Smoke detectors are designed for the singular task of providing an early warning against potentially lethal concentrations of smoke or fire. Both the sensor and the alarm inside the smoke detector require electricity to function. To address this need, there are smoke detectors that function using the electric lines ("hard wired") in a house and detectors that rely on battery power only. Knowing the difference between hard-wired and battery-powered smoke detectors can enable you to choose the type that is more suitable for your living environment.
Limited Battery Life
The alarm inside the battery-powered smoke detector will eventually run out of power and cease sounding, unlike that of a hard-wired detector. If no one is home and you live in an apartment with thick walls, the neighbors may not hear the alarm during the amount of time that it is sounding.
Interconnected Smoke Detectors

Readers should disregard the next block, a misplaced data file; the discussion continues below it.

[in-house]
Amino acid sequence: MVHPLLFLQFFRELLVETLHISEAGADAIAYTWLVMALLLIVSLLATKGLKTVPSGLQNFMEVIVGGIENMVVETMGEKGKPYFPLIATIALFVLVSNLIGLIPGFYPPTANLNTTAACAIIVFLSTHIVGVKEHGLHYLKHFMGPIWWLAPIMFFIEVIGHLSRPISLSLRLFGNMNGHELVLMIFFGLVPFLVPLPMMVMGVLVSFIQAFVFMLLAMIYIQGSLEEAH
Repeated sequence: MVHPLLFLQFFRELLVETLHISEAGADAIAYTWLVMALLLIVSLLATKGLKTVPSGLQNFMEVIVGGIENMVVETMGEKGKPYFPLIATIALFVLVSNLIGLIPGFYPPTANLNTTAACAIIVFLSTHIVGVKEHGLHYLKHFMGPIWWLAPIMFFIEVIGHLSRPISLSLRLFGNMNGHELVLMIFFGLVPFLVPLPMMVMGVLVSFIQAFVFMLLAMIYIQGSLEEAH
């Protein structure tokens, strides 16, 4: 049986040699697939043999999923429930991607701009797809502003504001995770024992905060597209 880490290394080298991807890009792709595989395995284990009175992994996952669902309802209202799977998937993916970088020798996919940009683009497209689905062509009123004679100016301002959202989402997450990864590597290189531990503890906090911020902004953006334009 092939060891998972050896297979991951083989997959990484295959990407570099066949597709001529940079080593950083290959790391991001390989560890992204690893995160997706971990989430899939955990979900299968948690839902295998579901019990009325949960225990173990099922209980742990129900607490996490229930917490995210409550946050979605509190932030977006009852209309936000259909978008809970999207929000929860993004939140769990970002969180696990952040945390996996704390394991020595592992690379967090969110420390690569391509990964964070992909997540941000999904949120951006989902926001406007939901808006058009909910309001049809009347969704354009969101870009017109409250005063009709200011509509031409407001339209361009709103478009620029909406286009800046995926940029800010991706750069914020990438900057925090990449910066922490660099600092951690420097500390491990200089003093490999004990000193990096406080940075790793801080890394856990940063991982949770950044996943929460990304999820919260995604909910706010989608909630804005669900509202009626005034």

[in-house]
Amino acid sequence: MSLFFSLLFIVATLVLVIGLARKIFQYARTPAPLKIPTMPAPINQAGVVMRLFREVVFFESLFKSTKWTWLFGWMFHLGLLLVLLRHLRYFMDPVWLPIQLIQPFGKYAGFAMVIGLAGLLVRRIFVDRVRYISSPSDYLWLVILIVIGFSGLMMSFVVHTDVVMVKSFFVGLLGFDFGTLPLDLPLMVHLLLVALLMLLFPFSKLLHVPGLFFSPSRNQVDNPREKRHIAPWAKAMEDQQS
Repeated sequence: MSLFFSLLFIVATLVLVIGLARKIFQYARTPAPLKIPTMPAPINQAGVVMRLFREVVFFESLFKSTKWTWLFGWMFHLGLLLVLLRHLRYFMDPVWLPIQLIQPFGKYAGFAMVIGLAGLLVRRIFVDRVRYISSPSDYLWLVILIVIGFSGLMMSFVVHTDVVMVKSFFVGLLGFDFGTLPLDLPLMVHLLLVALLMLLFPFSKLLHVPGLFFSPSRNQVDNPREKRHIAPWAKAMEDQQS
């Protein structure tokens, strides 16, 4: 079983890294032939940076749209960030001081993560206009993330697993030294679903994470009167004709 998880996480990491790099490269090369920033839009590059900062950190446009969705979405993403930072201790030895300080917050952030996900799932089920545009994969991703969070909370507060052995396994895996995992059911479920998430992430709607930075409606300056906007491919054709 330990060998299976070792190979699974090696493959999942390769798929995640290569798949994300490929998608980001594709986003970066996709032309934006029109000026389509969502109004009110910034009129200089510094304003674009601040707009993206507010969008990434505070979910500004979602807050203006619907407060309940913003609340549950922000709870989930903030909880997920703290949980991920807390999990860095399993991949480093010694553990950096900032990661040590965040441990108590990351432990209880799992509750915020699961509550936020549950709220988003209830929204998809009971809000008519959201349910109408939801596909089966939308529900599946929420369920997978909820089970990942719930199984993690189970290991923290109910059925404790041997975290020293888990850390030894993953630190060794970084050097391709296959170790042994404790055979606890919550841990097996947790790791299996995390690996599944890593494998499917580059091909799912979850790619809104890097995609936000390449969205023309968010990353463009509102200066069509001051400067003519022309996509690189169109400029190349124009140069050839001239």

Hard-wired smoke detectors can be interconnected -- which is to say wired from one to another -- so that they share the signal being received by the sensor on one of the detectors. Unlike a battery-powered smoke detector, this enables the hard-wired smoke detector that is sounding an alarm to activate the alarms on all of the other detectors it is connected to.
Hard-wired smoke detectors feature a battery backup that functions in the case of a power failure in the home's electric line. No secondary or additional backup for a battery-operated smoke detector exists if its battery should go dead.
The hard-wired smoke detector requires a disassembly from the wall or ceiling and disconnection of wiring if there is a problem, as opposed to a battery-powered detector which can be snapped open to remove the battery and replace it with a new one. This feature makes maintenance on a battery-powered smoke detector easier than if it is hard wired to the electric line.